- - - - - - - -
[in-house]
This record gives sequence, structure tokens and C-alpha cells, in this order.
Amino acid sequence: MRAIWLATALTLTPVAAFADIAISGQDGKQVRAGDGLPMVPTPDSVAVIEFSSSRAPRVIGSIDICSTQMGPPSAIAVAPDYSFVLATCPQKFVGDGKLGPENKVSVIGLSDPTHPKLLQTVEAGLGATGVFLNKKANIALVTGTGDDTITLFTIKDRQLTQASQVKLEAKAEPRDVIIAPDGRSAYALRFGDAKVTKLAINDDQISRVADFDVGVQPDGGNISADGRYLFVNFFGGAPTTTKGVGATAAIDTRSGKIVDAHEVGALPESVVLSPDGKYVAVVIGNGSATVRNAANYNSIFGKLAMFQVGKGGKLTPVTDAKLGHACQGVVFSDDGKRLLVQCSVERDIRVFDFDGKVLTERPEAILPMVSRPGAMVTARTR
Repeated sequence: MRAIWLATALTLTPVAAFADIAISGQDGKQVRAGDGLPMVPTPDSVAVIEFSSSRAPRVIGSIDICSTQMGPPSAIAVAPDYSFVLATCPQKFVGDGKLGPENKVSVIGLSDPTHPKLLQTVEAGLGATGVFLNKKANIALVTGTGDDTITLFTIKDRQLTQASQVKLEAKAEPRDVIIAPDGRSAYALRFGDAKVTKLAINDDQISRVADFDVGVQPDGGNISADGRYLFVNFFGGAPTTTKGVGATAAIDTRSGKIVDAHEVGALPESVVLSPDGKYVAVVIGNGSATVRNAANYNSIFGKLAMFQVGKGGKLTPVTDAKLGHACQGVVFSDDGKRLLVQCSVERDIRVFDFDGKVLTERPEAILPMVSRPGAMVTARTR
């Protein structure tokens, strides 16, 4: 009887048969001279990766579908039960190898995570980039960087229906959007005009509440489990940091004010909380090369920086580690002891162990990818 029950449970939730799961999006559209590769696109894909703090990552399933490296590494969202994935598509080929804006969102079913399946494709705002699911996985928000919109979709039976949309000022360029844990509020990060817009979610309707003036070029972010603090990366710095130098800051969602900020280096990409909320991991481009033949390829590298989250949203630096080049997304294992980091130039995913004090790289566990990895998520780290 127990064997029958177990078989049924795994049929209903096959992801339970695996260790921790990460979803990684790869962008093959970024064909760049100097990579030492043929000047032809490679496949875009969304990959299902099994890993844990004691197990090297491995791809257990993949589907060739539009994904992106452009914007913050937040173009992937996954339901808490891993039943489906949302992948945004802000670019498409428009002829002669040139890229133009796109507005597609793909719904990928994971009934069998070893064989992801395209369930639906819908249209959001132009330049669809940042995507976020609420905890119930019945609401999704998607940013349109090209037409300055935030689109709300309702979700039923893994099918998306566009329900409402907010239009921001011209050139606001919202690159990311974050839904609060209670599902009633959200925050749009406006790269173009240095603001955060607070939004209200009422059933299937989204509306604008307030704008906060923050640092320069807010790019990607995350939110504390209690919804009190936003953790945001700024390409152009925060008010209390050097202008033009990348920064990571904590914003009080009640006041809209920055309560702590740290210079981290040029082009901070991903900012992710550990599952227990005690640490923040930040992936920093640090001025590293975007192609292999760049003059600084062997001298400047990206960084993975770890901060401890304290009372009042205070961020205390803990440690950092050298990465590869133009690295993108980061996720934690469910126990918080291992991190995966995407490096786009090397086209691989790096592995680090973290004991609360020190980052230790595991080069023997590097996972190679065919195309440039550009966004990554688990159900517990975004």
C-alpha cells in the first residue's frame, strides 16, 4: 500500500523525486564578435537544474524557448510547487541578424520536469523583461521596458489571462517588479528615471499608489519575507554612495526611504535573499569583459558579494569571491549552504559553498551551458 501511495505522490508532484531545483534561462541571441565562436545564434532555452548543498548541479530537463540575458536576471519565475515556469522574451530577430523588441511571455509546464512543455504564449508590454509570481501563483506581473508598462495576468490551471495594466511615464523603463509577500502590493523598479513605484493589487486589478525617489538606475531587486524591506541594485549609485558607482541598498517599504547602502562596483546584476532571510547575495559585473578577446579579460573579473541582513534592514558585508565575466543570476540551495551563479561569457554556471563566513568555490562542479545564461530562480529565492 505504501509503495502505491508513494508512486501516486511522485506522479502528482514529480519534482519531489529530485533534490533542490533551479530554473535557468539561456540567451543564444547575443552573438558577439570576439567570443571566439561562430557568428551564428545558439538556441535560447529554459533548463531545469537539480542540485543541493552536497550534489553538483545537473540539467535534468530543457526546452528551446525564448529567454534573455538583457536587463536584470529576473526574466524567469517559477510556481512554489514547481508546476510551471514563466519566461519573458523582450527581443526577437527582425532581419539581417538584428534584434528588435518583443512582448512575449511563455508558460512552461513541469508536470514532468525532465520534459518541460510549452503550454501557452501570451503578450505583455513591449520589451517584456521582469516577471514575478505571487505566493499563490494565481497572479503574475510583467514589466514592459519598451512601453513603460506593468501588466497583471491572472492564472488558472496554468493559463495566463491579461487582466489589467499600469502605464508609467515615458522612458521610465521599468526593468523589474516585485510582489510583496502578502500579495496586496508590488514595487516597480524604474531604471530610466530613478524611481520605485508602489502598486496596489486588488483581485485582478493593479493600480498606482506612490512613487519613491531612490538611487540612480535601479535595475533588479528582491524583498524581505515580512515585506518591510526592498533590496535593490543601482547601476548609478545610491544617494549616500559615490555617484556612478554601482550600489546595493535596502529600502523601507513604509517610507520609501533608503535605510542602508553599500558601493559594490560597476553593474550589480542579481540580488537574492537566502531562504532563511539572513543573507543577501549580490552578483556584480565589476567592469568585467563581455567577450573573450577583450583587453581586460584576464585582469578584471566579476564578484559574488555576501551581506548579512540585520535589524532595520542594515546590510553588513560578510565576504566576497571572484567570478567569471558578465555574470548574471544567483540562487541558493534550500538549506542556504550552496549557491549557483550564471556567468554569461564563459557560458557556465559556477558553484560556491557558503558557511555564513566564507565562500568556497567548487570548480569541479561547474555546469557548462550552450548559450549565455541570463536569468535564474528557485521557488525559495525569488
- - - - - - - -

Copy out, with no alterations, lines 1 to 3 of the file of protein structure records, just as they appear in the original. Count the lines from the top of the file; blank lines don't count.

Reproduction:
[in-house]
This record gives sequence, structure tokens and C-alpha cells, in this order.
Amino acid sequence: MRAIWLATALTLTPVAAFADIAISGQDGKQVRAGDGLPMVPTPDSVAVIEFSSSRAPRVIGSIDICSTQMGPPSAIAVAPDYSFVLATCPQKFVGDGKLGPENKVSVIGLSDPTHPKLLQTVEAGLGATGVFLNKKANIALVTGTGDDTITLFTIKDRQLTQASQVKLEAKAEPRDVIIAPDGRSAYALRFGDAKVTKLAINDDQISRVADFDVGVQPDGGNISADGRYLFVNFFGGAPTTTKGVGATAAIDTRSGKIVDAHEVGALPESVVLSPDGKYVAVVIGNGSATVRNAANYNSIFGKLAMFQVGKGGKLTPVTDAKLGHACQGVVFSDDGKRLLVQCSVERDIRVFDFDGKVLTERPEAILPMVSRPGAMVTARTR